Whether it's professional or private, the amount of data in IT is constantly increasing. However, with so much data, there is also the risk of losing all or part of it. The consequences of data loss can be painful: If, for example, the calendar and phone book are gone, daily organization becomes a problem. If the digital music collection is lost, high replacement costs can arise. And if digital mementos such as photos or videos disappear, it's sad. Learn how to avoid data loss and keep your private data safe in this article and downloadable infographic.
It's not just a defective hard drive that can cause data loss. Damage to smartphones, tablets or notebooks also poses the risk of data being lost unexpectedly. In addition, the theft of end devices such as smartphones, a house fire, a flood and other disasters have the potential to destroy one's own end devices, data carriers, paper copies and all backups in one fell swoop and for all time.
To ensure that all or at least the most important data can be restored in the event of a loss, it makes sense to store a backup copy not only locally, but also in another well-protected location. Privately, this can be stored in a safe deposit box or with friends or family members. You can exchange data media with them and bring an up-to-date backup with you whenever you visit them. This means that the data is backed up several times - on the user's own device, the local backup and the external backup.
In addition, it makes sense to include a device such as a smartphone, tablet or notebook, including a charging cable, with the storage medium for the backup. Then you can quickly access the data again even after a notebook theft - without having to rely on the opening hours of the electronics store.
Another important point is the storage of the data media. Good conditions should prevail in terms of climate and accessibility. A cold garage in winter or a hot attic in summer are not suitable storage locations. When storing in the cellar, it should be dry and the data medium should not be located near the floor or under a water-bearing pipe. When storing in the living area, the cabinet in the bedroom or study is more suitable than the one in the living room or hallway. In less busy areas, there is less risk of unauthorized people accidentally accessing the storage media.
Encryption of the backup protects against misuse of the data in the event of theft. It makes sense to include an unencrypted copy of the software needed for decryption in the current version with the encrypted archive. And if you use a password safe, it is best to secure it separately.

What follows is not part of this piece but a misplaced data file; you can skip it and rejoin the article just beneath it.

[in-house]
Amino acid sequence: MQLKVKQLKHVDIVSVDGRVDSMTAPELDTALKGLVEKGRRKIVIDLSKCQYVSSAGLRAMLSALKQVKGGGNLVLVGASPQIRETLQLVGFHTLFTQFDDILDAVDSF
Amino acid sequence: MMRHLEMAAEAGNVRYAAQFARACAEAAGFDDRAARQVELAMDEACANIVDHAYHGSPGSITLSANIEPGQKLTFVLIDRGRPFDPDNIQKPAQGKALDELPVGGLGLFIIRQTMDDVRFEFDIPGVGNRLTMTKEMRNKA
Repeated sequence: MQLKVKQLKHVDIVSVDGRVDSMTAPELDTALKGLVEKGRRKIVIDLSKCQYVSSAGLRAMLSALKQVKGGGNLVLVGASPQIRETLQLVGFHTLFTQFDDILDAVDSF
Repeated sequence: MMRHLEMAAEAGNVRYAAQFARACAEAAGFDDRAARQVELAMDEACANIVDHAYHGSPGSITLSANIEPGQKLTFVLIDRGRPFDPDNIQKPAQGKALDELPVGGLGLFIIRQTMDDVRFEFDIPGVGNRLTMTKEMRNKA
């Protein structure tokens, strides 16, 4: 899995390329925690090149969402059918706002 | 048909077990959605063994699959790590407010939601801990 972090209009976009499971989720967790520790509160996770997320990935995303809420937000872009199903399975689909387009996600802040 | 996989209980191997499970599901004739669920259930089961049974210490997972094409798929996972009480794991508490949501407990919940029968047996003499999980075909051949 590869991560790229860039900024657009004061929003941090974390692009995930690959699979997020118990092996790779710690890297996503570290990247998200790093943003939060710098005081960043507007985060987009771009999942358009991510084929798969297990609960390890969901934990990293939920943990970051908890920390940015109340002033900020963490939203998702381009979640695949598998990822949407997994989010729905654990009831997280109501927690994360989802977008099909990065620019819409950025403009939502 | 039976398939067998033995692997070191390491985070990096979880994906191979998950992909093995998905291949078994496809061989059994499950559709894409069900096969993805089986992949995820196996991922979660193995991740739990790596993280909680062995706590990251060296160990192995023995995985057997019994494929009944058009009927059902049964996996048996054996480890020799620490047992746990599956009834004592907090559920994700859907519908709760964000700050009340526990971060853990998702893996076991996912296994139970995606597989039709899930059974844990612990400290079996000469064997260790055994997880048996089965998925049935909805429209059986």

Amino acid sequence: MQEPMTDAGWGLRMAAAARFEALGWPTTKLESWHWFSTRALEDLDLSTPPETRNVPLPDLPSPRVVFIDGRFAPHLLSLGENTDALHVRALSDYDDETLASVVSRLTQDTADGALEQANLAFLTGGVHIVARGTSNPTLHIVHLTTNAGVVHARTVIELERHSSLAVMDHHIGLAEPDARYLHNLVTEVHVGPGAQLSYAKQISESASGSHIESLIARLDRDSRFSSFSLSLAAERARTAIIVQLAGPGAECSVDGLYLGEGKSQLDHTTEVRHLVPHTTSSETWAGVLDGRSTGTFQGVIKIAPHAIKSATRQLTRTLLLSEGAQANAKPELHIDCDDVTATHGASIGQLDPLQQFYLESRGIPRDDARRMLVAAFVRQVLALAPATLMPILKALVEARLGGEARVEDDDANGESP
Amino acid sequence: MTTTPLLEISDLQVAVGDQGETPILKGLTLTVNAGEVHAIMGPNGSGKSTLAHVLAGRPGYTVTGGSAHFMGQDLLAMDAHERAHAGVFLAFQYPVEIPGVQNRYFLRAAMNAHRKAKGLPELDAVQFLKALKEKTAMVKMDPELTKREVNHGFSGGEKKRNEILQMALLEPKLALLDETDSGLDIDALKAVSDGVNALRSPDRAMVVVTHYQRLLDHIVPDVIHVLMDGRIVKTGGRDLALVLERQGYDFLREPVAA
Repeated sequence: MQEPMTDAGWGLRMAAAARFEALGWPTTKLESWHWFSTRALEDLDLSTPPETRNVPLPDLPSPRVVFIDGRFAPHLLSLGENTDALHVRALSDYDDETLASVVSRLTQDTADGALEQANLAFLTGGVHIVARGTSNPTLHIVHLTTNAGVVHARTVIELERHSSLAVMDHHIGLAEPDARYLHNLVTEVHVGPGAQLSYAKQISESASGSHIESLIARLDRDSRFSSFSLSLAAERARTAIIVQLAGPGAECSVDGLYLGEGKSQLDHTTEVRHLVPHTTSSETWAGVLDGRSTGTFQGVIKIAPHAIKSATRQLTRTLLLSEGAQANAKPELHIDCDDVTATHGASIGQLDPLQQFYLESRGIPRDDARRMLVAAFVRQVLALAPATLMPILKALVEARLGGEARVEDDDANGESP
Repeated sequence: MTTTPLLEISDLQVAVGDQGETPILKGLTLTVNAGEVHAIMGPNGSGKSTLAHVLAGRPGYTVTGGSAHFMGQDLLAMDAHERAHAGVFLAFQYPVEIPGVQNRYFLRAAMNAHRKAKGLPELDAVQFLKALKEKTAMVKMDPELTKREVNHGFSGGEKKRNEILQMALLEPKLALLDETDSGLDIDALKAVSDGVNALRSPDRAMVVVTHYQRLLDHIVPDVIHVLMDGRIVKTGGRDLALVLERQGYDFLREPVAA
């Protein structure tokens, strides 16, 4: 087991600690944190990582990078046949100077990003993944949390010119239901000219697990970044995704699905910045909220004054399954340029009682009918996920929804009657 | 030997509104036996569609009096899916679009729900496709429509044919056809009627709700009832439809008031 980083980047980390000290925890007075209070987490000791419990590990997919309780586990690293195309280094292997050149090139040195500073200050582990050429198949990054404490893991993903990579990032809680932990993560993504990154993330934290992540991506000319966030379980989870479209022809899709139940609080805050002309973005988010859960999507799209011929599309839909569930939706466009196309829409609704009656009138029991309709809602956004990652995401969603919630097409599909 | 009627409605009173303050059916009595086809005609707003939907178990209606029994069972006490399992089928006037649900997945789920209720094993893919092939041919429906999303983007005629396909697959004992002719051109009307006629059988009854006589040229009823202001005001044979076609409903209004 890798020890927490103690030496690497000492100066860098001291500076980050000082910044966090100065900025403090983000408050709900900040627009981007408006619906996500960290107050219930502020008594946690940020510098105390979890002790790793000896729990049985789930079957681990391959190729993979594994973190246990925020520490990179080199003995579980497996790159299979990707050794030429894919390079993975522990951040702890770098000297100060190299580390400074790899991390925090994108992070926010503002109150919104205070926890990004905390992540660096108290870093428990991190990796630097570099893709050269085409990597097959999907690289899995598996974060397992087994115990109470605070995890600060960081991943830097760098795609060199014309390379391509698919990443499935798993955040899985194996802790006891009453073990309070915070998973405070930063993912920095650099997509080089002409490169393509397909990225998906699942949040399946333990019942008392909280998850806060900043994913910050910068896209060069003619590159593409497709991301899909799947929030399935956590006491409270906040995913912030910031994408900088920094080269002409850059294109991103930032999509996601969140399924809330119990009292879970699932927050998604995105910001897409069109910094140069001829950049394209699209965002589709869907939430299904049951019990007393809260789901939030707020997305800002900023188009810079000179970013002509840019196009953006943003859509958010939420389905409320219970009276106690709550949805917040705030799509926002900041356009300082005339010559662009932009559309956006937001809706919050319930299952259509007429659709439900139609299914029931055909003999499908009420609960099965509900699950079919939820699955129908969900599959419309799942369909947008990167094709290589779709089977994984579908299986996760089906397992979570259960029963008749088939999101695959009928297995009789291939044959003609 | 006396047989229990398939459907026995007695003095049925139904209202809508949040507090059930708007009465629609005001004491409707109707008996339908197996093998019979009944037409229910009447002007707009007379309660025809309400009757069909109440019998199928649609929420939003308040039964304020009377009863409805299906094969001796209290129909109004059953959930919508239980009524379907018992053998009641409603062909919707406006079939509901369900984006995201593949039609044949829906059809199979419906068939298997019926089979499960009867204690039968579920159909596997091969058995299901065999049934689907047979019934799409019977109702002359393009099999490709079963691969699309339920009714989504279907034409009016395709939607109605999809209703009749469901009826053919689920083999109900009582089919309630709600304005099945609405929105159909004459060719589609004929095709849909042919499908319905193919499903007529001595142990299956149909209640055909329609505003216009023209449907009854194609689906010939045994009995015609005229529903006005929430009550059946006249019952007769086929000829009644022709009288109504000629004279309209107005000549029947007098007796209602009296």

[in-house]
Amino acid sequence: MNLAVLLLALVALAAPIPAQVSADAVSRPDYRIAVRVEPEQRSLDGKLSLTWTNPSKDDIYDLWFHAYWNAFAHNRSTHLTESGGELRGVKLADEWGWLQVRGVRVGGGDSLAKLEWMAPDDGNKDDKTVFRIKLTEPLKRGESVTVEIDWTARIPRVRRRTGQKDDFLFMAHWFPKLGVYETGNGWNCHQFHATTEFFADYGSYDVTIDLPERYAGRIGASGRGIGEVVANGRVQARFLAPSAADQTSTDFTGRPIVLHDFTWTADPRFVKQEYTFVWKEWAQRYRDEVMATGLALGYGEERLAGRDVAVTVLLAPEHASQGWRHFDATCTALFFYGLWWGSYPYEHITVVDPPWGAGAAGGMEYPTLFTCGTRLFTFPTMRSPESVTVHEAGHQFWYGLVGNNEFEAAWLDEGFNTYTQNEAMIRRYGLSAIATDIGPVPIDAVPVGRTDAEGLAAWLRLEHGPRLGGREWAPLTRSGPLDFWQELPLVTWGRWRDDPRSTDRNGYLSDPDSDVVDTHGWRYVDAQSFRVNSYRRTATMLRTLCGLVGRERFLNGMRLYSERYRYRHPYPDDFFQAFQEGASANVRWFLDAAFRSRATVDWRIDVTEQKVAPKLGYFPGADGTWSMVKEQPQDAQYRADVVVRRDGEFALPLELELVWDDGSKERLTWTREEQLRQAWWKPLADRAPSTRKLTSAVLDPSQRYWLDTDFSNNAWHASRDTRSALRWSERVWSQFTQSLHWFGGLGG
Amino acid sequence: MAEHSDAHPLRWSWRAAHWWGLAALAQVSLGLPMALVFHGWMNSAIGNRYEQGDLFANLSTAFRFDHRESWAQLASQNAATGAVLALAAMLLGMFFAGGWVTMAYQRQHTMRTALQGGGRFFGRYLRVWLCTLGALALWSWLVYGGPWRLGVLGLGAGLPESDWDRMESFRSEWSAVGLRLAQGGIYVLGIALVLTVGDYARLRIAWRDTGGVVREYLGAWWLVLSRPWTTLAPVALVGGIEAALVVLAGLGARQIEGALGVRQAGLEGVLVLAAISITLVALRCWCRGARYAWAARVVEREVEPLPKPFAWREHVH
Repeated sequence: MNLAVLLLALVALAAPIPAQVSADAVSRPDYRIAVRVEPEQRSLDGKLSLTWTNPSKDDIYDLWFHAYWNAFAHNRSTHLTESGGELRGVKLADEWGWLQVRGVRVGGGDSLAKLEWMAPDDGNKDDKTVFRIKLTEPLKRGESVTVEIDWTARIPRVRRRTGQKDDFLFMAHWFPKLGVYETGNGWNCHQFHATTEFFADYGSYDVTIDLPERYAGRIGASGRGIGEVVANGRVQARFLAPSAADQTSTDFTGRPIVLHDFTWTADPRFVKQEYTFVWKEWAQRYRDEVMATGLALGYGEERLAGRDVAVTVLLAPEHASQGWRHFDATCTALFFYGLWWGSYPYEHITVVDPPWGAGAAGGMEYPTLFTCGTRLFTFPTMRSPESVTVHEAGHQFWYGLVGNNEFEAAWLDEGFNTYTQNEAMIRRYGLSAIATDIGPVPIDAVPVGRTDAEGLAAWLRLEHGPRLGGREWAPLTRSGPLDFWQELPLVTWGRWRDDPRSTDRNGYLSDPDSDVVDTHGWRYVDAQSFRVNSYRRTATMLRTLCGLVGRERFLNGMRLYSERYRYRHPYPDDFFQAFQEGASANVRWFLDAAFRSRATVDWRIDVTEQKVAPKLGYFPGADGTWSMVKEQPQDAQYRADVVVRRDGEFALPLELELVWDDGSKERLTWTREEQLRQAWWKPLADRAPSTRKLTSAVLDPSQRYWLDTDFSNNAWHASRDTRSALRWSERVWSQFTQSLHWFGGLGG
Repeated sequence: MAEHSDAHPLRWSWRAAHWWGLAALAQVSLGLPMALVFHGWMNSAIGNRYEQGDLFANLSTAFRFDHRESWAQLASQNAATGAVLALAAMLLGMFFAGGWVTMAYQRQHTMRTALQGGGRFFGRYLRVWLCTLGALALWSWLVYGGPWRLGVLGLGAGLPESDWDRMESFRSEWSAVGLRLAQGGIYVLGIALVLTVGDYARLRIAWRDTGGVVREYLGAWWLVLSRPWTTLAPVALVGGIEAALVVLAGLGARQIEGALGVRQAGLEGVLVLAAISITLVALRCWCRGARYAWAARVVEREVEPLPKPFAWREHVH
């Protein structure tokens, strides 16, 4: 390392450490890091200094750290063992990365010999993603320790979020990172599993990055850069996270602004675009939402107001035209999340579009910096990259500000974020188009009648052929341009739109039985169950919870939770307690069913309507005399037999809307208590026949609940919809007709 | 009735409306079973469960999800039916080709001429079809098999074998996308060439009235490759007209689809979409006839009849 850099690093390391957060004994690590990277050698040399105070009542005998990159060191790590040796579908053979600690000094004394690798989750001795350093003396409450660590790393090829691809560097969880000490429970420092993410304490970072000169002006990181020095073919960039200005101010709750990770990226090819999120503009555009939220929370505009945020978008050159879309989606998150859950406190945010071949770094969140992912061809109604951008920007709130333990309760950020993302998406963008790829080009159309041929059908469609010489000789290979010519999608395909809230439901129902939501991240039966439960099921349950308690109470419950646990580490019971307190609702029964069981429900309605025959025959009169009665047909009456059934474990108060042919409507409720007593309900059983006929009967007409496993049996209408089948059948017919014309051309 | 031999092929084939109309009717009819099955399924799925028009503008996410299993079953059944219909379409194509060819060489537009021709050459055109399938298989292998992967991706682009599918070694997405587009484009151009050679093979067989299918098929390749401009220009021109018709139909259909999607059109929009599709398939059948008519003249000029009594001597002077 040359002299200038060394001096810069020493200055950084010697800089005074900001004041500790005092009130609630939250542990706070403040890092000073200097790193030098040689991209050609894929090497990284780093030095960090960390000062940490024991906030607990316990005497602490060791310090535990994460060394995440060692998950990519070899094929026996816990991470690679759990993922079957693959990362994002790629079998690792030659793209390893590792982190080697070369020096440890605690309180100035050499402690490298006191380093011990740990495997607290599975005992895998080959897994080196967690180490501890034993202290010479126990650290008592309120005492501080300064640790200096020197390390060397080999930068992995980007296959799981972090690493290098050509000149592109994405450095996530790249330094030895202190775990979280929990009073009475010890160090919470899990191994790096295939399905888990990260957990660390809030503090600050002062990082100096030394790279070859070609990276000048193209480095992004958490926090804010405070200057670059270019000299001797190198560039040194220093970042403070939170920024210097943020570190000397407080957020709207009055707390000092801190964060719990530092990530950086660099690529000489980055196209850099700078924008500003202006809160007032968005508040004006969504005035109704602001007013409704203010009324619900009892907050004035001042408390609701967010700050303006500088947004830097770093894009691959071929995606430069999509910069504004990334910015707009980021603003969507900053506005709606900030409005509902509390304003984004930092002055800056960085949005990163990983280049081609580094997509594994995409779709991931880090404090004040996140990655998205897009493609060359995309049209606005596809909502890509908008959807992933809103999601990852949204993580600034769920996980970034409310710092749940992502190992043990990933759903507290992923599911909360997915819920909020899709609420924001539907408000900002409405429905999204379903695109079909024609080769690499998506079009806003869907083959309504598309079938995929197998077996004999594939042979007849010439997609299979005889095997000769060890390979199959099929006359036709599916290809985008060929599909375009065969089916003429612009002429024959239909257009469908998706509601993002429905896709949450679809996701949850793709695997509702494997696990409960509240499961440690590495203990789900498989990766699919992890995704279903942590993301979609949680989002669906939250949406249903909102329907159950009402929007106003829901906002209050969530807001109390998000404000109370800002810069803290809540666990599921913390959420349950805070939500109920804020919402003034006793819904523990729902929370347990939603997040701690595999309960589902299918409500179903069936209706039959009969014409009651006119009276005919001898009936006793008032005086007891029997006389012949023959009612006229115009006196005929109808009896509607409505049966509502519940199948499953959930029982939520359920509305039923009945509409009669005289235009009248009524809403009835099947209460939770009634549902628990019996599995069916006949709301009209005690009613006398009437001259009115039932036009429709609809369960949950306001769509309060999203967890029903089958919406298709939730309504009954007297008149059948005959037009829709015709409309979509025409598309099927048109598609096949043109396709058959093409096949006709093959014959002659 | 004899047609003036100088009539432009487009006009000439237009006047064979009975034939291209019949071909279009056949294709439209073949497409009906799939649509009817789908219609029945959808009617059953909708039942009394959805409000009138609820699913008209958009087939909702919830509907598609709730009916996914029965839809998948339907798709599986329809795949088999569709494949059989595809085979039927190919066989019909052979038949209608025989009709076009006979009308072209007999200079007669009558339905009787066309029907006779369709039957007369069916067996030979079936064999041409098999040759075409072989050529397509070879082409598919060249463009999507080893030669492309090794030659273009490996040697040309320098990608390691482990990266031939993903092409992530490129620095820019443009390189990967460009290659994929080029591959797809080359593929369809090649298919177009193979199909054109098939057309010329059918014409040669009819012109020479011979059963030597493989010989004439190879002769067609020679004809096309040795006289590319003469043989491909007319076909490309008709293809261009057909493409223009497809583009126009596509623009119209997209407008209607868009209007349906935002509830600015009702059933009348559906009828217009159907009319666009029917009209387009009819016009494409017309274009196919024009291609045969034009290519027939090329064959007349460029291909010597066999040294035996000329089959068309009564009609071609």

The form of data media and the way in which data is stored are constantly evolving. That is why it is important not to forget a backup once it has been created. Instead, you should regularly update the data and the storage media. If you also keep an eye on the amount of data and the available transfer speed, you can avoid the time required to create the backup becoming greater than the interval at which the backup should be created. Support is provided by a data carrier with a current interface (e.g. the latest USB version) or other modern technology. For example, SSD cards with storage sizes suitable for backups have become affordable and they are much faster than traditional external hard disks.
Automating backups only seems more costly at first glance than doing it manually. In the end, the one-time additional expense is worth it in the long run, because with an automatic backup there is no risk of it being forgotten or postponed. The latest versions of Windows, MacOS and many of the most popular Linux distributions already provide corresponding software support, as do iOS and Android. You can name the disk to the software as the storage location for the backup. The backup is performed at the desired interval or the system issues a warning if the card is not plugged into the computer.
An additional and worthwhile effort is a restore test. This involves simulating the loss of data and going through all the steps of the backup process once. This verifies that the backup can be restored without errors.
In addition to storage options on local data carriers, there is an effective alternative for backup: the cloud. Here, the data is transferred to an external service provider and held by them. The great advantage is that the data is available via the Internet regardless of location and time. In addition, the provider itself stores it once again, so that it is doubly protected against threats and attacks. Here it is worth choosing a professional provider who stores the data securely and in compliance with the EU-DSGVO. The storage costs are manageable with a cloud service provider - especially compared to the costs of purchasing and regularly replacing your own data media.
Many service providers offer services that can be used to create an automatic backup after the software has been set up once. The scope of services often includes additional functions such as the automatic deletion of old backups to free up storage space, the encryption of data to increase security, or its compression to save storage resources.